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BBC - History - Historic Figures: Galen (c AD - c AD)
You may do so in any reasonable manner, but not in any way that suggests the licensor endorses you or your use. Adobe Photoshop Elements His father left him a somewhat meager inheritance and in his early life had to do with less that others with his objectives in life.
Claudius Galen of Pergamum: authority of medieval medicine.
He was well educated under the tutelage of Robert Carter, his guardian, and in he started his studies at the Hampden Sidney College of Virginia. He continued with a medical apprenticeship with a Dr. Simms in VA.
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He was well respected and even at his early age he would do home visits for his medical benefactor with great results. He started medical studies at the University of Pennsylvania, where he earned his MD in At the time, Europe was the place to go to if you wanted advanced medical studies. Mutter had no money, so he applied as a ship surgeon to be able to cross the Atlantic. Once in Europe, he spent time in Paris, where he studied under the tutelage of Dr. Guillaume Dupuytren. He later studied for a short time in England where he met Dr.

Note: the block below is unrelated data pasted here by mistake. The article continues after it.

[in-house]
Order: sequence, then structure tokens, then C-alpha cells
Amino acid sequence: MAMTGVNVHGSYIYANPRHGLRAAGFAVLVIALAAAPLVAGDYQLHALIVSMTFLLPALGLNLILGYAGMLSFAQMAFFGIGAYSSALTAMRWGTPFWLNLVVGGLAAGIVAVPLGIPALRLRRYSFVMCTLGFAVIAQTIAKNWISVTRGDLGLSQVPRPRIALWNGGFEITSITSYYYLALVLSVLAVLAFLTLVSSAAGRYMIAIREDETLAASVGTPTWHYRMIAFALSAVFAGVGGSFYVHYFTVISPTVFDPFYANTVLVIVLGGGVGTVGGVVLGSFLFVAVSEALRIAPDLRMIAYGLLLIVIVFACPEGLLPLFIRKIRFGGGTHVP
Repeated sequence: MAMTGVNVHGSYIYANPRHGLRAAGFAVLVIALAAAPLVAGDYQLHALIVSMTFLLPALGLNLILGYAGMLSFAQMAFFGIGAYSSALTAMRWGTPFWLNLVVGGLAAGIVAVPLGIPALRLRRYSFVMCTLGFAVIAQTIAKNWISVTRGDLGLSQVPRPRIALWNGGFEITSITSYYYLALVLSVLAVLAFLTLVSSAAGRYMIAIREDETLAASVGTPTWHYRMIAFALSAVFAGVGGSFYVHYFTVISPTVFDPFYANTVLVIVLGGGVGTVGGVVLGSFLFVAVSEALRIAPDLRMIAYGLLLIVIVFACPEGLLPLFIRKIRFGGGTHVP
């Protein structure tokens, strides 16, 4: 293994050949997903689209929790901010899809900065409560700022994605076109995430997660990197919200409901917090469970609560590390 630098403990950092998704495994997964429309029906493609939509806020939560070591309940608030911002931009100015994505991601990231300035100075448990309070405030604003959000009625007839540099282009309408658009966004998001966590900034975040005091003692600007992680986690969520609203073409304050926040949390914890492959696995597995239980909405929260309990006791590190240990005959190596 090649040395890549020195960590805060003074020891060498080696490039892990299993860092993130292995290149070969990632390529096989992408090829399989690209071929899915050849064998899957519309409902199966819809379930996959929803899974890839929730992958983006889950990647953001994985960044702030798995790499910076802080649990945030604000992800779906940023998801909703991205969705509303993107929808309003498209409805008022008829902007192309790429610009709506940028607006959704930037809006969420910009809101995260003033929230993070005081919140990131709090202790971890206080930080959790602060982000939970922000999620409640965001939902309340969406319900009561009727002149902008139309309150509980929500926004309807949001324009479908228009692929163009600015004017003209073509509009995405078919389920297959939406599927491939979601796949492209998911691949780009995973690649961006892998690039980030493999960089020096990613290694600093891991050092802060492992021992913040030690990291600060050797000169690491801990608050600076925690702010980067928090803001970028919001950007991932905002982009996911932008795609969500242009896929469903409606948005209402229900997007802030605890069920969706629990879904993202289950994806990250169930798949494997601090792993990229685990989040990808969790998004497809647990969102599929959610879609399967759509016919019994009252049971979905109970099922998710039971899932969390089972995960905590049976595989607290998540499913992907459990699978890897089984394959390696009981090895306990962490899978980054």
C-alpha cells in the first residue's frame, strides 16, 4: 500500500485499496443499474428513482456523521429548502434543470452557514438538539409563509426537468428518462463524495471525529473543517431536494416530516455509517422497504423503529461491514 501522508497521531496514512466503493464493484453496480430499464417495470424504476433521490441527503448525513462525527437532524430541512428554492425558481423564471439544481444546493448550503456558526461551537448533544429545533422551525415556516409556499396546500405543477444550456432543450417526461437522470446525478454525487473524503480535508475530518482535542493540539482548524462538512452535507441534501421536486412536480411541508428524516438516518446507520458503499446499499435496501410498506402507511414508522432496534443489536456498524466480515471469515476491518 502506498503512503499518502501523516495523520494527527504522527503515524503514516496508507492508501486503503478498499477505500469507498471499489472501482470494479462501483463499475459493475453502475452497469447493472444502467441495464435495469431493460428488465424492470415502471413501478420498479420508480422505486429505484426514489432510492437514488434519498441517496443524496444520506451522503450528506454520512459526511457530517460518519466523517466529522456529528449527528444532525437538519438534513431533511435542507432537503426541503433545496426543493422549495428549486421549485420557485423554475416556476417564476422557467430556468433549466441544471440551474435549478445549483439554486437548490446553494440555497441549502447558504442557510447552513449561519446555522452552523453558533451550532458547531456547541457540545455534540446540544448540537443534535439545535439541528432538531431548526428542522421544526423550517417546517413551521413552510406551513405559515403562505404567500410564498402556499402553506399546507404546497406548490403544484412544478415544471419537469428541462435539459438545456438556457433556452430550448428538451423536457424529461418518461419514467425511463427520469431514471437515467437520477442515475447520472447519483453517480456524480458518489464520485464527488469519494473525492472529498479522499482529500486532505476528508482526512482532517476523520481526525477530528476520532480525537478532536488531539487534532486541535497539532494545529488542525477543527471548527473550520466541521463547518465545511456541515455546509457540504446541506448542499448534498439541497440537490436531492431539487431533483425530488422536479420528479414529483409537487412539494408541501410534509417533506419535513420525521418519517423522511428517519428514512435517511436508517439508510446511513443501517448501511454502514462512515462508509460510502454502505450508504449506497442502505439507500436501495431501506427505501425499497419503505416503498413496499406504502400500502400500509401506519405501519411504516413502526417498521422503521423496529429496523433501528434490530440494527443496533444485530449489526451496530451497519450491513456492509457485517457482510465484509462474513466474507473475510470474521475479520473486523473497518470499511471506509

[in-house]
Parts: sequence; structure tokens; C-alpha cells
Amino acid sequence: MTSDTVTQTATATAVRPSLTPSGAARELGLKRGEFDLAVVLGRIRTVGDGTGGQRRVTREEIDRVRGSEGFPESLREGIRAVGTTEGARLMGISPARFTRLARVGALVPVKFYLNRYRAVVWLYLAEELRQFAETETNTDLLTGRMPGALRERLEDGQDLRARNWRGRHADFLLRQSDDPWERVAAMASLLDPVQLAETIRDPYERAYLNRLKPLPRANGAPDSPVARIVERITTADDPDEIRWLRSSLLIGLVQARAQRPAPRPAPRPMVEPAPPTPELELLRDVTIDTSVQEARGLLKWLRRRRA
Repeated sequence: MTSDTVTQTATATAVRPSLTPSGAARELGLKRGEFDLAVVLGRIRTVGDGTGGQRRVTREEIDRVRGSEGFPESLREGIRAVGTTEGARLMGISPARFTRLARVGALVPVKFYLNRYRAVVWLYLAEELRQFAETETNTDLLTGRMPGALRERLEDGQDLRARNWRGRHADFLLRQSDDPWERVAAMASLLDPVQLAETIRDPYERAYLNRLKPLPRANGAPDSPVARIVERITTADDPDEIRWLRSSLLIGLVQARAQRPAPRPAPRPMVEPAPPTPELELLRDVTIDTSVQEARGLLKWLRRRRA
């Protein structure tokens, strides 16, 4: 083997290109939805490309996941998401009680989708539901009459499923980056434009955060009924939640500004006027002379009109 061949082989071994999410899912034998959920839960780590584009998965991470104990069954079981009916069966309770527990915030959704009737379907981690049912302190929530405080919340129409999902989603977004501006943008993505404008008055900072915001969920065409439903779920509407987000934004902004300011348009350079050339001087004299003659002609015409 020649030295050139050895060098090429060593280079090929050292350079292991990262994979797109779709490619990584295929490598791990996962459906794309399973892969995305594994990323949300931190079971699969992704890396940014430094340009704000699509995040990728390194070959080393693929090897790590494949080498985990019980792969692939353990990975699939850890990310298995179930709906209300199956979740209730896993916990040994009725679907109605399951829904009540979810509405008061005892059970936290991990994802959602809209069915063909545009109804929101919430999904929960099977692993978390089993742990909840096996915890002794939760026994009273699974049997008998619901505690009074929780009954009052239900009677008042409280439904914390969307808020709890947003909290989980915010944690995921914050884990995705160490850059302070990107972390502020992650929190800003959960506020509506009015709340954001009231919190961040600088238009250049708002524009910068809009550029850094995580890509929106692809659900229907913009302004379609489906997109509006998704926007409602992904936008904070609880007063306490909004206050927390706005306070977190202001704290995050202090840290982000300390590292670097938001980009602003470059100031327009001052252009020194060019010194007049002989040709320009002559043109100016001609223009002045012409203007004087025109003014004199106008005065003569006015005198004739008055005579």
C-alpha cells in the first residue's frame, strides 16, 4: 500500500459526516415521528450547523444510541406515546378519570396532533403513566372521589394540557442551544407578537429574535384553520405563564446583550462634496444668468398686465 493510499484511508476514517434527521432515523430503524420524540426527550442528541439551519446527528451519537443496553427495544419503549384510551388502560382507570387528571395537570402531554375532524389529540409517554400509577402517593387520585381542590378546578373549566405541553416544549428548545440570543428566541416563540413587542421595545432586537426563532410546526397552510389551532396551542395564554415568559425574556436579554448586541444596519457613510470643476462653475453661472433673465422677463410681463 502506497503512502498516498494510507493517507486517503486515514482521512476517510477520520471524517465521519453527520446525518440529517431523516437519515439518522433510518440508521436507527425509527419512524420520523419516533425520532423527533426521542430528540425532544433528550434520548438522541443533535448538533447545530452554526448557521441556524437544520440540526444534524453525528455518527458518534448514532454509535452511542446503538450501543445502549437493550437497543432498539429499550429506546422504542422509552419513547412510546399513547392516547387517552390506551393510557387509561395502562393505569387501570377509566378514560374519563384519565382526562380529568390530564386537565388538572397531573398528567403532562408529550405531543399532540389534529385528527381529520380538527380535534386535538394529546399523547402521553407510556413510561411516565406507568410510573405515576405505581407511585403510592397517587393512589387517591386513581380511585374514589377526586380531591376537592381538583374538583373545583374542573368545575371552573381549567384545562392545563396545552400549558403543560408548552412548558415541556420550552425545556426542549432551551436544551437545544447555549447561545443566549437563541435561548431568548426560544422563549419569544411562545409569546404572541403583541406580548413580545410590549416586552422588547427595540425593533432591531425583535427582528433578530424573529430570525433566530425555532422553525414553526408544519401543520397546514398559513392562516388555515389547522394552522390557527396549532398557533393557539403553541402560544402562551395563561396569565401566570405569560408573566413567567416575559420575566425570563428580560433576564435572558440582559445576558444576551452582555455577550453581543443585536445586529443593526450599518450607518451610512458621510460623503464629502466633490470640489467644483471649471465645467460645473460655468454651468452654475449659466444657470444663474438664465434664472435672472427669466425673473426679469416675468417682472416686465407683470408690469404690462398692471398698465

Robert Liston. Following Dupuytren's teachings, Mutter was fascinated by plastic surgery.
It may also be that he wanted to pay homage to his Scottish-German heritage, who knows? He opened his medical office in Philadelphia and although it took time, eventually he had a thriving practice. In he was asked to join the Medical Institute of Philadelphia as an assistant professor of Surgery. He was an instant success.
In his Discourse eulogy of Dr. In he set sail for Europe and resigned his teaching duties. He was named Emeritus Professor of Surgery. Unfortunately, the trip did not help, and he returned to the US in early Fearful of another winter in cold Philadelphia, he moved to Charleston, SC, where he died on March 19, He was an avid collector and throughout his short life he had pulled together an impressive collection of medical oddities, samples, and curiosities.
Knowing that his life was at an end, he negotiated with the Philadelphia College of Physicians to have them host his collection in perpetuity as well as the creation of a trust fund that would ensure that the public and medical students would have access to this incredible collection. I strongly urge our readers to visit this incredible museum. For more information, click here. Gretchen was inspirational, fun, and a great conversationalist!